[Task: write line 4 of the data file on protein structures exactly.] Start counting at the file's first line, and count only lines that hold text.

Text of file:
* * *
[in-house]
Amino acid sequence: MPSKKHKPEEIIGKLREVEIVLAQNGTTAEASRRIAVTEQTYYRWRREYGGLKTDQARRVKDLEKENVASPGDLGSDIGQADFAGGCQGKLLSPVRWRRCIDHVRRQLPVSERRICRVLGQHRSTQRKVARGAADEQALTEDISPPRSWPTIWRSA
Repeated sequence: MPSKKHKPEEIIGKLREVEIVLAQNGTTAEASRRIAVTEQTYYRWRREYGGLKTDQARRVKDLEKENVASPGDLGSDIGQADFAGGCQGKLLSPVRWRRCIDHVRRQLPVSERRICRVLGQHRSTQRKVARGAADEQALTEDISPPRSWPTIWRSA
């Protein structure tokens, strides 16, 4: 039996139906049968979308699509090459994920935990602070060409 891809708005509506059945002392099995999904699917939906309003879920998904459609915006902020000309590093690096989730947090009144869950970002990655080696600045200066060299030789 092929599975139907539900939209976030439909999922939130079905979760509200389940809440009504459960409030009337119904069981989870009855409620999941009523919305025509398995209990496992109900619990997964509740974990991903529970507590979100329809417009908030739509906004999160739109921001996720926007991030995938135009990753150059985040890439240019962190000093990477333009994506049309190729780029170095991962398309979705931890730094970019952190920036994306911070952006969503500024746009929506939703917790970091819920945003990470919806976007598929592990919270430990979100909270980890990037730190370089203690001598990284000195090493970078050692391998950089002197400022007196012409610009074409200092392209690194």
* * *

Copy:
């Protein structure tokens, strides 16, 4: 039996139906049968979308699509090459994920935990602070060409 891809708005509506059945002392099995999904699917939906309003879920998904459609915006902020000309590093690096989730947090009144869950970002990655080696600045200066060299030789 092929599975139907539900939209976030439909999922939130079905979760509200389940809440009504459960409030009337119904069981989870009855409620999941009523919305025509398995209990496992109900619990997964509740974990991903529970507590979100329809417009908030739509906004999160739109921001996720926007991030995938135009990753150059985040890439240019962190000093990477333009994506049309190729780029170095991962398309979705931890730094970019952190920036994306911070952006969503500024746009929506939703917790970091819920945003990470919806976007598929592990919270430990979100909270980890990037730190370089203690001598990284000195090493970078050692391998950089002197400022007196012409610009074409200092392209690194």